Other considerations for preconception genetic counseling can include discussion about in vitro fertilization with preimplantation genetic diagnosis, donor egg/sperm, and adoption. New and emerging technologies, such as noninvasive prenatal screening by using cell-free fetal DNA that arises from the placenta and can be extracted from a maternal blood sample, may advance in the future and could provide a noninvasive alternative to prenatal diagnosis for identifying at-risk fetuses with Pompe disease. Discussions with a genetic counselor regarding available technologies for the prenatal diagnosis of Pompe disease are important moving forward given the marked improvement in genetic testing technologies in the 21st century.

     
  • ERT

    enzyme replacement therapy

  •  
  • GAA

    acid α-glucosidase

  •  
  • IOPD

    infantile-onset Pompe disease

  •  
  • LOPD

    late-onset Pompe disease

  •  
  • NBS

    newborn screening

Ms Atherton analyzed and interpreted the data, drafted the initial manuscript, and critically reviewed and revised the manuscript; Dr Day-Salvatore analyzed and interpreted the data and critically reviewed and revised the manuscript; both authors approved the final manuscript as submitted; both authors are members of the Pompe Disease Newborn Screening Working Group and have experience in newborn screening and in treating and caring for patients with Pompe disease; and both authors provided input and reviewed and approved the content for all articles of the supplement.

FUNDING: Sanofi Genzyme (Cambridge, MA) facilitated and provided financial support for the meeting of the Pompe Disease Newborn Screening Working Group to discuss and develop the recommendations provided in all articles comprising the “Newborn Screening, Diagnosis, and Treatment for Pompe Disease” guidance supplement and paid for editorial writing support for the supplement. The recommendations and opinions expressed in this article and in all others in the Supplement are those of the authors based on their clinical expertise and experience and do not necessarily reflect those of Sanofi Genzyme.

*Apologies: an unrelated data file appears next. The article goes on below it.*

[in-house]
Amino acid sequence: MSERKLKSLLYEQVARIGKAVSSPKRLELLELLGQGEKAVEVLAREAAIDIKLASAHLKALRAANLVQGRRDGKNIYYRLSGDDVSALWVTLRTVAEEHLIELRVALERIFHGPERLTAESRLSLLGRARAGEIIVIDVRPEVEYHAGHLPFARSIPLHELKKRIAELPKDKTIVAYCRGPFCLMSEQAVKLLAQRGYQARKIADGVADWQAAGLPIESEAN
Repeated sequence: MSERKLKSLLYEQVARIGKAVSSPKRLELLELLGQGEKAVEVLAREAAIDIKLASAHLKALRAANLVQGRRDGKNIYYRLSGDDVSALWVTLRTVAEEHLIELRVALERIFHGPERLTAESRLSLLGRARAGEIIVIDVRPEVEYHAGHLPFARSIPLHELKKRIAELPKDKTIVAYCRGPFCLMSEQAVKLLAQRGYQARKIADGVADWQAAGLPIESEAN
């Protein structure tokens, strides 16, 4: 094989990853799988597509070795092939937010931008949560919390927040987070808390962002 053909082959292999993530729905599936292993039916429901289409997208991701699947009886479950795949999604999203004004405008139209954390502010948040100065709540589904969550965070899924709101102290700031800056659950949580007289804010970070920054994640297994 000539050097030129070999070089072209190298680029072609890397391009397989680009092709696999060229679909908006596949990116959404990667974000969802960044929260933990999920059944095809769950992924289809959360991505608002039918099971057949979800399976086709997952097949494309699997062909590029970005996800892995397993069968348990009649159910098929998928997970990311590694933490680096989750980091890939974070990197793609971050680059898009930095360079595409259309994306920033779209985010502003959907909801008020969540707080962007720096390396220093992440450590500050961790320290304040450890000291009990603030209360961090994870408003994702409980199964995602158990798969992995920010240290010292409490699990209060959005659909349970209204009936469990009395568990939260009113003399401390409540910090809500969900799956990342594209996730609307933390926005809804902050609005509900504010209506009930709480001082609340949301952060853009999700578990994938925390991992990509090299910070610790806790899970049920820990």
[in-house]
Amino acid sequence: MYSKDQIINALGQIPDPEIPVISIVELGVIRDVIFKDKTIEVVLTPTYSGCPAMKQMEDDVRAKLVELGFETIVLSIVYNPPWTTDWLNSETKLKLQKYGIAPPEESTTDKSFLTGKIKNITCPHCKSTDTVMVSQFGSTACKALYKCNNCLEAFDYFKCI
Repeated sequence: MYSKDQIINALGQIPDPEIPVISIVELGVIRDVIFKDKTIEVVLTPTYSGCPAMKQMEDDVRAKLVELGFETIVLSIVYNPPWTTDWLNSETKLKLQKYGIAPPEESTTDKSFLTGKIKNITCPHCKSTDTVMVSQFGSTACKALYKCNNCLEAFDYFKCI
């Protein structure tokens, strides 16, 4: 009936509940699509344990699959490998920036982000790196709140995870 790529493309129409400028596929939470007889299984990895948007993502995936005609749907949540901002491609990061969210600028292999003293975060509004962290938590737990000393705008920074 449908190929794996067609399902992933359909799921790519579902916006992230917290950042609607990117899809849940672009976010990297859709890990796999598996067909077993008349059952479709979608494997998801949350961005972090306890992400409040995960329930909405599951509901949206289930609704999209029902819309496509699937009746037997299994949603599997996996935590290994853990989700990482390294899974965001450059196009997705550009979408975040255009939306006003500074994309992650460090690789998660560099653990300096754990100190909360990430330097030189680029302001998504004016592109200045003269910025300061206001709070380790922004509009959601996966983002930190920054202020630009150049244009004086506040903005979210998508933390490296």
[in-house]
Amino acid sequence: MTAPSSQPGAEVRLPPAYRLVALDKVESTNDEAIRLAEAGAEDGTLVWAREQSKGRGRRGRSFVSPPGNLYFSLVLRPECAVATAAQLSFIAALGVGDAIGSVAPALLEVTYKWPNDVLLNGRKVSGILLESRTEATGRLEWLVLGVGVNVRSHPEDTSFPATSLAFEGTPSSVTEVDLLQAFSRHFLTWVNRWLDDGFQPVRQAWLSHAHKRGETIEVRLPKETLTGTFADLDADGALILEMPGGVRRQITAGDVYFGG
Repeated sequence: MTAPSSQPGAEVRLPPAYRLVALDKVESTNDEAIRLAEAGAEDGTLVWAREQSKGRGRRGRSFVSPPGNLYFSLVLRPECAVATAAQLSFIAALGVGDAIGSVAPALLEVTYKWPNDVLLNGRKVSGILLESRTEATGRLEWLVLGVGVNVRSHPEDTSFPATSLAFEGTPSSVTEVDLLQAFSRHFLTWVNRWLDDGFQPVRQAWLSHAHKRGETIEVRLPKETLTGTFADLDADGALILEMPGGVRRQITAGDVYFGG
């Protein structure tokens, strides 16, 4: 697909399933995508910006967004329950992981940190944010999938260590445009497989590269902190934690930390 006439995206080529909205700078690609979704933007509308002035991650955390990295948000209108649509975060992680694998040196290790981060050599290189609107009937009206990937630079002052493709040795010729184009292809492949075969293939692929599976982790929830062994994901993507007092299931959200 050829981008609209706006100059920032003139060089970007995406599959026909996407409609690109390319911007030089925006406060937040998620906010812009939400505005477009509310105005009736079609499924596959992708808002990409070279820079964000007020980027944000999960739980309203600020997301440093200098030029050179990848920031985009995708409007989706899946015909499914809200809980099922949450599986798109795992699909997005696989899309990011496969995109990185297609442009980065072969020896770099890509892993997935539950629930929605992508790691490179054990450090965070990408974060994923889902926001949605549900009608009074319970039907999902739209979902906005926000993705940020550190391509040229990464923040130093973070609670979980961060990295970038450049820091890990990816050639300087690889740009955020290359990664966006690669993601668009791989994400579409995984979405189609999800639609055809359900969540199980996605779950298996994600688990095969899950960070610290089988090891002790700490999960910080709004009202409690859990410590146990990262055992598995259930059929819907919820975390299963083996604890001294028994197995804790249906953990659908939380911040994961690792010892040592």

The members of the Pompe Disease Newborn Screening Working Group (in alphabetical order) are as follows: Andrea M. Atherton, MS, CGC, Children’s Mercy Hospital (Kansas City, MO [time of the study]) and Shire (Lexington, MA [current affiliation]); Olaf Bodamer, MD, PhD, Boston Children’s Hospital (Boston, MA); Barbara K. Burton, MD, Northwestern University Feinberg School of Medicine, and Ann & Robert Lurie Children's Hospital (Chicago, IL); Debra Day-Salvatore, MD, St. Peter’s University Hospital (New Brunswick, NJ); Roberto Giugliani, MD, PhD, Hospital de Clinicas de Porto Alegre and Federal University of Rio Grande do Sul (Porto Alegre, Brazil); Wuh-Liang Hwu, MD, PhD, National Taiwan University Hospital, and National Taiwan University College of Medicine (Taipei, Taiwan); Simon A. Jones, MBChB, BSc, MRCPCH, St. Mary’s Hospital, Central Manchester University Hospitals NHS Foundation Trust, Manchester Academic Health Science Centre, University of Manchester (Manchester, UK); Priya S. Kishnani, MD, Duke University (Durham, NC); David F. Kronn, MD, New York Medical College, Valhalla, NY; Kimitoshi Nakamura, MD, PhD, Kumamoto University (Kumamoto, Japan); Torayuki Okuyama, MD, PhD, National Center for Child Health and Development (Tokyo, Japan); C. Ronald Scott, MD, University of Washington (Seattle, WA); and Kathryn J. Swoboda, MD, Massachusetts General Hospital (Boston, MA).

We thank Zsuzsanna Devecseri, MD, MBA, Joan Keutzer, PhD, and Susan E. Sparks, MD, PhD, of Sanofi Genzyme for critical review of the manuscript and Marianne B. Zajdel of Sanofi Genzyme for medical writing support.

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Competing Interests

POTENTIAL CONFLICT OF INTEREST: Andrea Atherton, MS, CGC, received honoraria and reimbursement for travel as a consultant and member of the speakers bureaus for Sanofi Genzyme and Shire when she was an employee of Children’s Mercy Hospital (Kansa City, MO); she currently is a full-time employee of Shire. Debra Day-Salvatore, MD, received travel reimbursement and honoraria from Sanofi Genzyme.

FINANCIAL DISCLOSURE: The authors have indicated they have no financial relationships relevant to this article to disclose.